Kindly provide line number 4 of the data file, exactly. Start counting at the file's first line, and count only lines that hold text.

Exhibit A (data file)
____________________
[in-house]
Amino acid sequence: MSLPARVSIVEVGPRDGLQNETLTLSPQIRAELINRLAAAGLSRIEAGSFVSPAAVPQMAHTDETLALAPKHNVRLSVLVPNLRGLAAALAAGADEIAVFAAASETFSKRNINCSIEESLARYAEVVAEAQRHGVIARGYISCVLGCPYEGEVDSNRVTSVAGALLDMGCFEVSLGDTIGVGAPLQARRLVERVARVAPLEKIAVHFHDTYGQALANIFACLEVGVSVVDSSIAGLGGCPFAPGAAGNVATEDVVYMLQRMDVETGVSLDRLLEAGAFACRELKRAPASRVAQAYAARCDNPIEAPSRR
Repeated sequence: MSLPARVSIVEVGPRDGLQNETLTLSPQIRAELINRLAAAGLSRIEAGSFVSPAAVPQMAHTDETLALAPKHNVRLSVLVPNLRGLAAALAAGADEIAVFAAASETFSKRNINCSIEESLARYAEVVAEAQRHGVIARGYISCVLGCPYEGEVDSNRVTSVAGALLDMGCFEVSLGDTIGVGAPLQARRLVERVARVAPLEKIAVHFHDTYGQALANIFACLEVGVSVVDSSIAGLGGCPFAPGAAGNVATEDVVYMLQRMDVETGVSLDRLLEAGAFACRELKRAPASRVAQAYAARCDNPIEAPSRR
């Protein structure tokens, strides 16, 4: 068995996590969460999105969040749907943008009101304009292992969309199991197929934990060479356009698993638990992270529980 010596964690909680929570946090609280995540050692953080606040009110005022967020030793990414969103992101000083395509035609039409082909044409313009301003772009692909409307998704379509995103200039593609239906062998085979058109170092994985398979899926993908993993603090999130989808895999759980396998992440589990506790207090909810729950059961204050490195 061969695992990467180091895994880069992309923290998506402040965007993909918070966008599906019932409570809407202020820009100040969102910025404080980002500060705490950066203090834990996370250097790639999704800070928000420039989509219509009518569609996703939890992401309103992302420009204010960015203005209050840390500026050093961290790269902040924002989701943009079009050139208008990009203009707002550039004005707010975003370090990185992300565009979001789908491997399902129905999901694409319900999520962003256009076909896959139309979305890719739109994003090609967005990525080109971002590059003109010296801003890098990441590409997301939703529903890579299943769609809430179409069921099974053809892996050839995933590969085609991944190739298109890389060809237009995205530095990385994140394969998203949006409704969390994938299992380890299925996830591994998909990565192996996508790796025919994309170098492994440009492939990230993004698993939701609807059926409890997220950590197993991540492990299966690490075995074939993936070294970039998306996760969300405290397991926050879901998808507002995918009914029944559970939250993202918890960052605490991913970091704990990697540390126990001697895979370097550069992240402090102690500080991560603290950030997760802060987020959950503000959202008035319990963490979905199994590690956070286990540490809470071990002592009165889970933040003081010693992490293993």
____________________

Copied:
């Protein structure tokens, strides 16, 4: 068995996590969460999105969040749907943008009101304009292992969309199991197929934990060479356009698993638990992270529980 010596964690909680929570946090609280995540050692953080606040009110005022967020030793990414969103992101000083395509035609039409082909044409313009301003772009692909409307998704379509995103200039593609239906062998085979058109170092994985398979899926993908993993603090999130989808895999759980396998992440589990506790207090909810729950059961204050490195 061969695992990467180091895994880069992309923290998506402040965007993909918070966008599906019932409570809407202020820009100040969102910025404080980002500060705490950066203090834990996370250097790639999704800070928000420039989509219509009518569609996703939890992401309103992302420009204010960015203005209050840390500026050093961290790269902040924002989701943009079009050139208008990009203009707002550039004005707010975003370090990185992300565009979001789908491997399902129905999901694409319900999520962003256009076909896959139309979305890719739109994003090609967005990525080109971002590059003109010296801003890098990441590409997301939703529903890579299943769609809430179409069921099974053809892996050839995933590969085609991944190739298109890389060809237009995205530095990385994140394969998203949006409704969390994938299992380890299925996830591994998909990565192996996508790796025919994309170098492994440009492939990230993004698993939701609807059926409890997220950590197993991540492990299966690490075995074939993936070294970039998306996760969300405290397991926050879901998808507002995918009914029944559970939250993202918890960052605490991913970091704990990697540390126990001697895979370097550069992240402090102690500080991560603290950030997760802060987020959950503000959202008035319990963490979905199994590690956070286990540490809470071990002592009165889970933040003081010693992490293993």